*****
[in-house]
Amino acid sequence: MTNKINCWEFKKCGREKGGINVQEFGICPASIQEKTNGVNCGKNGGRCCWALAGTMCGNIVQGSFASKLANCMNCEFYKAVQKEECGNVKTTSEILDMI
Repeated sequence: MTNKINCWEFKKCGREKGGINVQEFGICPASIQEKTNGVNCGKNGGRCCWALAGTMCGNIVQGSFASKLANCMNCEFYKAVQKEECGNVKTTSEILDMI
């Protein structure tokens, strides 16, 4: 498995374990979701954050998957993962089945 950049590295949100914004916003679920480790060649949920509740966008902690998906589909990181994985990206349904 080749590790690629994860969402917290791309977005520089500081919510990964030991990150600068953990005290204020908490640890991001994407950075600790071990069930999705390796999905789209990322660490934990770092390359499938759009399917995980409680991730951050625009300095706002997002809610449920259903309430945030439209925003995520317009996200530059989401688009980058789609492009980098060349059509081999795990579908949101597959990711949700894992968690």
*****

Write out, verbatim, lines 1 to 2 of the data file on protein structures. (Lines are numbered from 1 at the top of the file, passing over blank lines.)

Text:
[in-house]
Amino acid sequence: MTNKINCWEFKKCGREKGGINVQEFGICPASIQEKTNGVNCGKNGGRCCWALAGTMCGNIVQGSFASKLANCMNCEFYKAVQKEECGNVKTTSEILDMI